Marion’s Warraparinga wetlands

24 Jan

Dear Reader:

There is a Kookaburra high in the red river gum near the entrance to the Warraparinga wetlands. It chortles out its laughing call alerting just about every wild creature in the area. However, the main purpose of its famous laugh is proclaiming to other kookaburras whose turf it is and how eligible one is for mating. As I sit and listen I cannot help but wonder what the original people who inhabited this land thought about these iconic Australian birds and the other animals that lived here.

A kookaburra sits in the old gum tree

A kookaburra sits in the old gum tree (click to enlarge all images in this post)

 

For tens of thousands of years before European settlement the Kaurna people roamed the Adelaide plains and south coast. They used both forest and grasslands to hunt for kangaroos, possums and birds. The creeks and wetlands provided turtles, yabbies and fish. Reeds and other plants were a source of food, medicinal remedies and the raw materials for weaving and building.

A timeline describing aspects of Kaurna culture

A timeline describing aspects of Kaurna culture

 

 Although Aboriginal peoples used symbols, they never developed writing. Their laws, ideas, family histories and seasonal maps were passed from one generation to the next by a series of stories some of which are referred to as Dreaming Stories and often relate to spirit ancestors. One such story is that of Kulutuwi a young boy who is killed by his stepbrothers and carried to his resting place by his uncle Tjilbruke. It describes how the tears that Tjilbruke shed formed the little creeks along the Fleurieu Peninsula. Warraparinga, which comes from the Kaurna warri parri and means windy place by the river is on Sturt Creek near the start of the Tjilbruke trail in the suburb of Marion. It is a wetland complex and home to the Living Kuarna Cultural Centre which has interpretive displays, an art gallery, performing space and cafe.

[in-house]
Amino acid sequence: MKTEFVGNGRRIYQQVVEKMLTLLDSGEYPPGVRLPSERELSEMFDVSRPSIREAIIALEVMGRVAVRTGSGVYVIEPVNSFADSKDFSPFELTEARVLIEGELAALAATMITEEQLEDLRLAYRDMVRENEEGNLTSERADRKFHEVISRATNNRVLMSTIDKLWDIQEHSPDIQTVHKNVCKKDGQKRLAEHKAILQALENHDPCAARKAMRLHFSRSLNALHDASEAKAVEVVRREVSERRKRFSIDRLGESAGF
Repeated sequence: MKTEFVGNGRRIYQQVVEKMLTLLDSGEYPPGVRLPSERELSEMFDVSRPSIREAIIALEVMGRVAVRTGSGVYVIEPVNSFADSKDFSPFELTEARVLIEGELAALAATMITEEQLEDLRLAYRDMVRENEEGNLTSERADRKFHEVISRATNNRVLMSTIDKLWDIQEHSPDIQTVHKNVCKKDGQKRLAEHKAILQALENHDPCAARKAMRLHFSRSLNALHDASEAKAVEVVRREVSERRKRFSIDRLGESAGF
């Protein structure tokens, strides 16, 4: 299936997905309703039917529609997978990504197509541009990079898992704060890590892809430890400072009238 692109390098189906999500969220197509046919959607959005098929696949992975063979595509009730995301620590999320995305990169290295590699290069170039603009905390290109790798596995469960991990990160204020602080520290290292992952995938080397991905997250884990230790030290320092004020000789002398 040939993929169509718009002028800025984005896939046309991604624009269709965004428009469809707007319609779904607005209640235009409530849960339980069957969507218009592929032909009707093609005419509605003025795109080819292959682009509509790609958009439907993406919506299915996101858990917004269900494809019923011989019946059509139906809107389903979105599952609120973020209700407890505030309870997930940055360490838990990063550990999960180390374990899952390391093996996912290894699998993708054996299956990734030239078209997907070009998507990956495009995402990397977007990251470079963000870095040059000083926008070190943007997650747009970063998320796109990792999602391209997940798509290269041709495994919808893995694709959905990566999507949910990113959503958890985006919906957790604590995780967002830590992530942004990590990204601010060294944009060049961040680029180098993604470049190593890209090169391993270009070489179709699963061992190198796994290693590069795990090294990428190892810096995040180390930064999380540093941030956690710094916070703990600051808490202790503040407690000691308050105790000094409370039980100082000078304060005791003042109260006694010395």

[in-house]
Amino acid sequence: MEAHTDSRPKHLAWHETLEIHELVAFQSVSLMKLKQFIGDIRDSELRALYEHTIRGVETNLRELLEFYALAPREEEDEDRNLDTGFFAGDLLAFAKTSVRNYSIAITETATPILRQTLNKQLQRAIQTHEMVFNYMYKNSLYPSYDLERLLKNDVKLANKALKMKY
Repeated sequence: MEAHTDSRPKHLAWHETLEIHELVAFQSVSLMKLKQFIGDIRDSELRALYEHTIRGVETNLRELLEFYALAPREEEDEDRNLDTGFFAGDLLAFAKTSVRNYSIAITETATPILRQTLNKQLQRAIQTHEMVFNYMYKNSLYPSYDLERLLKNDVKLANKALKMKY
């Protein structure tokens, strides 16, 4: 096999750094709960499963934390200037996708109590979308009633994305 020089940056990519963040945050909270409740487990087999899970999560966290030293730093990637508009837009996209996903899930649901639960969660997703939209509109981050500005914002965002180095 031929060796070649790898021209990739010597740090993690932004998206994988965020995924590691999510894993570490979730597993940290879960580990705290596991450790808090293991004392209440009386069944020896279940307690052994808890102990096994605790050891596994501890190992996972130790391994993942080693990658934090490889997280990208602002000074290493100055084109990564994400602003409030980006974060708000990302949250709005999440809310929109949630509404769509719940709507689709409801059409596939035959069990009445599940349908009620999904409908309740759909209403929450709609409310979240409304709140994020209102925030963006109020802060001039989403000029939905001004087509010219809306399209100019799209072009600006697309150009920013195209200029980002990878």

The creek flowing freely after summer rain

The creek flowing freely after summer rain

 

An acrobatic white plumed honeyeater feeding on small insects

An acrobatic white plumed honeyeater feeding on small insects

 

 Leaving the kookaburra to its vocal gymnastics, I walk through a sculpture garden and down to the creek which is flowing quite swiftly as it has rained heavily in the last week. The rain has also stimulated some plants to flower and there is a healthy population of insects in the bushes and trees. The typical ‘wick wicky’ call alerts me to several white plumed honeyeaters that are energetically picking off lerps and ants high in the tall eucalyptus trees by the water. I spend a good ten minutes trying to get a definitive shot that shows their hunting strategies.

Galah feeding on the ground

Galah feeding on the ground

 

Rose breasted cockatoo or galah performing beak maintenance duties

Rose breasted cockatoo or galah performing beak maintenance duties

 

In the same stand of trees both rosellas and cockatoos are sheltering amongst the foliage. The cockies are particularly interesting as they have been feeding on the ground pulling up tubers and searching for seeds then returning to the trees to wipe their beaks on the branches; whether to clean, sharpen or what?…I am not sure.

Reeds by the banks of a small lake help filter out pollutants

Reeds by the banks of a small lake help filter out pollutants

 

Purple swamp hens are often seen using their huge feet to climb over reeds

Purple swamp hens are often seen using their huge feet to climb over reeds

 

Eurasian coots are found in Asia, Australia, Africa and Europe

Eurasian coots are found in Asia, Australia, Africa and Europe

 

 The trail is well defined and leads me past several different ecosystems. One of these is a chain of ponds that are surrounded by reeds. South Australia’s urban wetlands have been developed to help filter storm water run-off and improve the health of our creeks but they also serve as a wonderful habitat for water birds. Eurasian coots, purple swamp hens and dusky moorhens are all feeding close to the reeds and these birds would have been part of the diet of the Kaurna people who hunted along the nearby Sturt Creek.

The lobby of the Living Kaurna Cultural Centre

The lobby of the Living Kaurna Cultural Centre

 

Having spent a couple of hours exploring the trails and stopping to capture a representative batch of images, I wind up back at the cultural centre for a well earned cup of coffee and a pastry. In the next room there is a wonderful display of indigenous art and a timeline displaying the history of the Kuarna people. It seems a fitting and reflective way to end my first visit to this rather special park in the heart of Adelaide’ southern suburbs.

 

Until our next adventure

BAZ

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